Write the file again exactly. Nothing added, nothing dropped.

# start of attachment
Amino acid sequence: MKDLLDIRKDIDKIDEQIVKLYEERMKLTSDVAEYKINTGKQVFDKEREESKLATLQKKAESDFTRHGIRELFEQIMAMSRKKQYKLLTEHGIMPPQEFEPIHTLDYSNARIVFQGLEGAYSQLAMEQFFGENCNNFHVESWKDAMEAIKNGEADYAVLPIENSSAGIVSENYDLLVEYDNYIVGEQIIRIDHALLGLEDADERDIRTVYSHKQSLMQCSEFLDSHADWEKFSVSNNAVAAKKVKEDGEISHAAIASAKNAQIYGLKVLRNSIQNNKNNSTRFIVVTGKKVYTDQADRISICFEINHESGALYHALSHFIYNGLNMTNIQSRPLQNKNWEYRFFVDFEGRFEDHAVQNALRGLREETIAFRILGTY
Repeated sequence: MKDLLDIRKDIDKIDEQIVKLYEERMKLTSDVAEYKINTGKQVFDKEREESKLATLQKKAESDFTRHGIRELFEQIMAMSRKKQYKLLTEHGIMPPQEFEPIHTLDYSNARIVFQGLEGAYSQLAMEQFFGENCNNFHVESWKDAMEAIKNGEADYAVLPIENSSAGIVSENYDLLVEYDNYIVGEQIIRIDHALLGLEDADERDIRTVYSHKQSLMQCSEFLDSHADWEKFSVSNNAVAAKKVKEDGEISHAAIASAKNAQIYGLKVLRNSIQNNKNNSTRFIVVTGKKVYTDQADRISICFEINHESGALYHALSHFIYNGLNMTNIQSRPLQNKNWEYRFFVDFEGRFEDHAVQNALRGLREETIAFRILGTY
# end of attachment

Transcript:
Amino acid sequence: MKDLLDIRKDIDKIDEQIVKLYEERMKLTSDVAEYKINTGKQVFDKEREESKLATLQKKAESDFTRHGIRELFEQIMAMSRKKQYKLLTEHGIMPPQEFEPIHTLDYSNARIVFQGLEGAYSQLAMEQFFGENCNNFHVESWKDAMEAIKNGEADYAVLPIENSSAGIVSENYDLLVEYDNYIVGEQIIRIDHALLGLEDADERDIRTVYSHKQSLMQCSEFLDSHADWEKFSVSNNAVAAKKVKEDGEISHAAIASAKNAQIYGLKVLRNSIQNNKNNSTRFIVVTGKKVYTDQADRISICFEINHESGALYHALSHFIYNGLNMTNIQSRPLQNKNWEYRFFVDFEGRFEDHAVQNALRGLREETIAFRILGTY
Repeated sequence: MKDLLDIRKDIDKIDEQIVKLYEERMKLTSDVAEYKINTGKQVFDKEREESKLATLQKKAESDFTRHGIRELFEQIMAMSRKKQYKLLTEHGIMPPQEFEPIHTLDYSNARIVFQGLEGAYSQLAMEQFFGENCNNFHVESWKDAMEAIKNGEADYAVLPIENSSAGIVSENYDLLVEYDNYIVGEQIIRIDHALLGLEDADERDIRTVYSHKQSLMQCSEFLDSHADWEKFSVSNNAVAAKKVKEDGEISHAAIASAKNAQIYGLKVLRNSIQNNKNNSTRFIVVTGKKVYTDQADRISICFEINHESGALYHALSHFIYNGLNMTNIQSRPLQNKNWEYRFFVDFEGRFEDHAVQNALRGLREETIAFRILGTY